APAL Horizon

1968 APAL Horizon GT Coupe

Offered by Bonhams | Paris, France | February 9, 2017

Photo – Bonhams

APAL began as a Belgian company that built cars based on Volkswagens and Porsches, beginning in Liege in 1961. As the years went on, APAL turned more toward replicas and beach buggies, eventually relocating to Germany in 1998. They still sell kits and parts today.

Edmond Pery, the founder of APAL, understood fiberglass: how to make it and why it was great for cars. The Horizon was an original design that kind of resembles a VW Beetle-based kit car of the era… like a Bradley or something. This car is VW-powered as a 1.7-liter flat-four sits well behind the passenger compartment. It puts out an impressive 100 horsepower.

Good news for sun lovers: this car is technically a targa: the roof panel is removable and can be stowed on board. This particular example has been restored and has never been road registered, making it, essentially, a brand new car. Only 10 Horizon GT Coupes were built out of a total of about 150 APAL coupes of original design. This rarity should bring between $53,000-$74,000. Click here for more info and here for more from this sale.

Update: Sold $31,969.


1962 APAL-Porsche 1600 GT Coupe

Offered by RM Sotheby’s | Phoenix, Arizona | January 28-29, 2016

Photo - RM Sotheby's

Photo – RM Sotheby’s

APAL, or Application Polyester Armé de Liège, was an automobile company that operated in Liege, Belgium from 1961 through 1998, when they relocated to Germany. Most of the cars produced by the company over the years are either kits or replicas.

Edmond Pery, founder of APAL, was a fiberglass specialist. So his cars were all constructed of that material. The 1600 GT was based on the Porsche 356. The body is fiberglass and the chassis is Volkswagen, the wheelbase of which is a foot longer than a 356. The engine is a rear-mounted 1.6-liter flat-four making 60 horsepower.

Only about 150 of these coupes were built between 1961 and 1965 and only about 30 of those have an engine from a 356. This car is one of very few in the U.S. and has been here for quite some time. It has recently been restored and is now offered for sale. Click here for more info and here for more from this sale.

Update: Sold $88,000.

Bonhams Paris Highlights

Bonhams’ recent sale at Rétromobile in Paris featured some very interesting old cars – some of the most interesting of which did not sell. Unfortunately, due to the flood of Arizona auction results we’ve been posting, we were only able to feature one of the many awesome rides available at this sale. It was the 1928 Amilcar C6, which, coincidentally, did not sell.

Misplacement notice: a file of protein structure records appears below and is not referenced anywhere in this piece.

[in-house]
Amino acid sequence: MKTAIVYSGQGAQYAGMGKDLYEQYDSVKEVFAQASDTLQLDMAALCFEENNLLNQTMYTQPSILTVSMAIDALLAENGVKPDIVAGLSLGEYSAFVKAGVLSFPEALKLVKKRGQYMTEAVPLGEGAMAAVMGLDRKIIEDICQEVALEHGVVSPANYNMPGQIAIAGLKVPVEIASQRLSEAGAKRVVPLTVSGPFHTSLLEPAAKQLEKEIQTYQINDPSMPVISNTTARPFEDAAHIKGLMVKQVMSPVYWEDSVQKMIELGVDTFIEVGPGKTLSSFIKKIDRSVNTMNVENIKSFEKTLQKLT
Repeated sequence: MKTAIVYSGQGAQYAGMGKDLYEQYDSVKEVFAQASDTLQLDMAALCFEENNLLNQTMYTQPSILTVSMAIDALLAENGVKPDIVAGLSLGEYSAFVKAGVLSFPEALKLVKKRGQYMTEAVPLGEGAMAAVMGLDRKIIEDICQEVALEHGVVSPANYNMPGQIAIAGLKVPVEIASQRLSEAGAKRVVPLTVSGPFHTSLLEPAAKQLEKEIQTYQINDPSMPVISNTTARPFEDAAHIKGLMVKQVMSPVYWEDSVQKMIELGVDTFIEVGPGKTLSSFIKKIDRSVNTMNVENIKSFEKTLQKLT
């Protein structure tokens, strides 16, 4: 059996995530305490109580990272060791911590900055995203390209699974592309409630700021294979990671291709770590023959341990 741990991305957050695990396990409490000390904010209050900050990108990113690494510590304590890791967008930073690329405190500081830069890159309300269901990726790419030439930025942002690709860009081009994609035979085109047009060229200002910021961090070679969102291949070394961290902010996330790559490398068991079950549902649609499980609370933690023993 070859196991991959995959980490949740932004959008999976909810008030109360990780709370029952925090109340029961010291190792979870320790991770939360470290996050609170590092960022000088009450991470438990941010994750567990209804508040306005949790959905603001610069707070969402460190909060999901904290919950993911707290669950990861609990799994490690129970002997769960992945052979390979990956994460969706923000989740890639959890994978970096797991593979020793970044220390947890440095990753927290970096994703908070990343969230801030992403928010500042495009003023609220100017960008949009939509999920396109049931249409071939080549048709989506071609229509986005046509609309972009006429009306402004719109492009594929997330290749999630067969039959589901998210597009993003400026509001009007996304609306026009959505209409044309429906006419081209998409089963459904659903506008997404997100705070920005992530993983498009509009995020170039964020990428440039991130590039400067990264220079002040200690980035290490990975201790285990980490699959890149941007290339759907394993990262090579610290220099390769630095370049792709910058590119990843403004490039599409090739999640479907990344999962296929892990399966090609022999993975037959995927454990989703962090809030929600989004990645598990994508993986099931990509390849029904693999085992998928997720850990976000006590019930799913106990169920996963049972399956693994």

Top sale of the auction went to this 1961 Aston Martin DB4GT:

A DB4GT is the perfect package of styling and performance from the early 1960s. It’s stunning design is brought to you by Carrozzeria Touring of Milan and it packs 302 horsepower underneath the hood. Only 75 were built and it brought the highest price I’ve ever seen for a DB4 (or any later Aston Martin) at $1,330,000.

A stunning 1935 Delage D8-105 Sport Coupe by Autobineau that looks ready to trounce all comers on the manicured fairway at Pebble Beach sold for $423,000.

There was also a Delahaye, a Talbot-Lago, a 1921 Bugatti Type 23 Brescia and a few custom Bentleys – all to suit your appetite fro pre-war beauties. But there were also things to be had that could be driven, not to mention afforded. Take this 1978 Porsche 911SC Targa that sold for about $16,600.

There was a collection of seven Morgans spanning the 1930s through the 1960s that crossed the block. Only one (the newest, a ’67 Plus Four) sold.

Of the more obscure (or just plain rare) cars sold, this 1905 Darracq Flying Fifteen was a knockout at about $235,000.

There was also a 1963 Apal-Porsche 1600, which was a fiberglass re-body of a Volkswagen Beetle with Porsche 356 running gear (only 30 of the 150 built had the Porsche powertrain). It sold for $36,000.

Now for something that isn’t red, a 1964 Renault Dauphine Gordini.

This was a car popular on racetracks back in the 60s, dominating 1.0 liter classes, winning its class at the Mille Miglia and the 12 Hours of Sebring. This is a road model with a 25-year-old restoration that can be enjoyed for $12,000.

Alvis built cars through the late 1960s but some of their large saloons and drophead coupes from the 1930s are quite striking – especially those with a two-tone color scheme, like this 1937 4.3-Litre Long-Bonnet Sports Saloon by Mayfair Carriage Co.

This is one of two Alvis 4.3s built by Mayfair and the only survivor. It’s pretty amazing. And for $119,000, well bought.

Another British car was this somewhat snub-nosed (and, dare I say, dorky?) looking Daimler:

It’s not a car you see too often, a 1956 Conquest Century Drophead Coupe. It has a 2.4 liter six making about 100 horsepower. It’s a fairly diminutive Daimler (check out our Barrett-Jackson feature car, the largest British car ever made) but it’ll do 90 mph and for $25,700, I wouldn’t complain.

This 1966 Jaguar FT Coupe is one of the rarest Jaguars you’ll find this side of a XJ13. It was a specially ordered four-seat coupe built by Bertone for the Italian Jaguar importer. Only two were made and it is quite striking. I don’t envision getting another opportunity at owning one for quite some time. It sold for $117,900.

Like low-volume cottage industry British sports cars? Then try this 1964 Diva GT D-Type.

Diva GTs were built from 1962-1966 and this one has known competition history from new. It is eligible for vintage racing events and looks like fun. It sold for $83,000.

Finally, from the “look how good-looking that car is” file, we have this 1964 Alfa Romeo Giulietta Sprint. Alfas have always been gorgeous, but I love this car more than most. And in blue it just pops. For $62,000, I wish I would have grabbed it.

For complete results, check out Bonhams website here.